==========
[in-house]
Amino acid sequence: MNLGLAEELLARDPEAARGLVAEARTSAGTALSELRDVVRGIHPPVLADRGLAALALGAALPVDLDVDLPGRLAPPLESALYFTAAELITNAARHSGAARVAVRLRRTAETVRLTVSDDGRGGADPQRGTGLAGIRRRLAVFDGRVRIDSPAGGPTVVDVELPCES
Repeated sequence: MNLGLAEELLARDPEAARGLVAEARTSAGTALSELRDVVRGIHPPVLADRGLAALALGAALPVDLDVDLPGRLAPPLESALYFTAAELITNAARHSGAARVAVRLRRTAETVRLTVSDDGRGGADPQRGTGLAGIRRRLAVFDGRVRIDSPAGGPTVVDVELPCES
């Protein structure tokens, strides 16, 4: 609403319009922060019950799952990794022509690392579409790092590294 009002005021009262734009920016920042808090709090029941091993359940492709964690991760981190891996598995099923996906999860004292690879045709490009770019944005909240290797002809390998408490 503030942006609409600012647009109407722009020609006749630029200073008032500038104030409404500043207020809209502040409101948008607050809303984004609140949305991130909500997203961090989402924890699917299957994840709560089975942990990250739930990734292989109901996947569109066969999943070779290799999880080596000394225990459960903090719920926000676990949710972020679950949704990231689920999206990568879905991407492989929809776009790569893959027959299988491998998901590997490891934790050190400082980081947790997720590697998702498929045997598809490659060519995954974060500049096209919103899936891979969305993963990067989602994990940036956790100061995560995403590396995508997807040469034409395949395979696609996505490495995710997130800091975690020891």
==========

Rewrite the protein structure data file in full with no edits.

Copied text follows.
[in-house]
Amino acid sequence: MNLGLAEELLARDPEAARGLVAEARTSAGTALSELRDVVRGIHPPVLADRGLAALALGAALPVDLDVDLPGRLAPPLESALYFTAAELITNAARHSGAARVAVRLRRTAETVRLTVSDDGRGGADPQRGTGLAGIRRRLAVFDGRVRIDSPAGGPTVVDVELPCES
Repeated sequence: MNLGLAEELLARDPEAARGLVAEARTSAGTALSELRDVVRGIHPPVLADRGLAALALGAALPVDLDVDLPGRLAPPLESALYFTAAELITNAARHSGAARVAVRLRRTAETVRLTVSDDGRGGADPQRGTGLAGIRRRLAVFDGRVRIDSPAGGPTVVDVELPCES
């Protein structure tokens, strides 16, 4: 609403319009922060019950799952990794022509690392579409790092590294 009002005021009262734009920016920042808090709090029941091993359940492709964690991760981190891996598995099923996906999860004292690879045709490009770019944005909240290797002809390998408490 503030942006609409600012647009109407722009020609006749630029200073008032500038104030409404500043207020809209502040409101948008607050809303984004609140949305991130909500997203961090989402924890699917299957994840709560089975942990990250739930990734292989109901996947569109066969999943070779290799999880080596000394225990459960903090719920926000676990949710972020679950949704990231689920999206990568879905991407492989929809776009790569893959027959299988491998998901590997490891934790050190400082980081947790997720590697998702498929045997598809490659060519995954974060500049096209919103899936891979969305993963990067989602994990940036956790100061995560995403590396995508997807040469034409395949395979696609996505490495995710997130800091975690020891």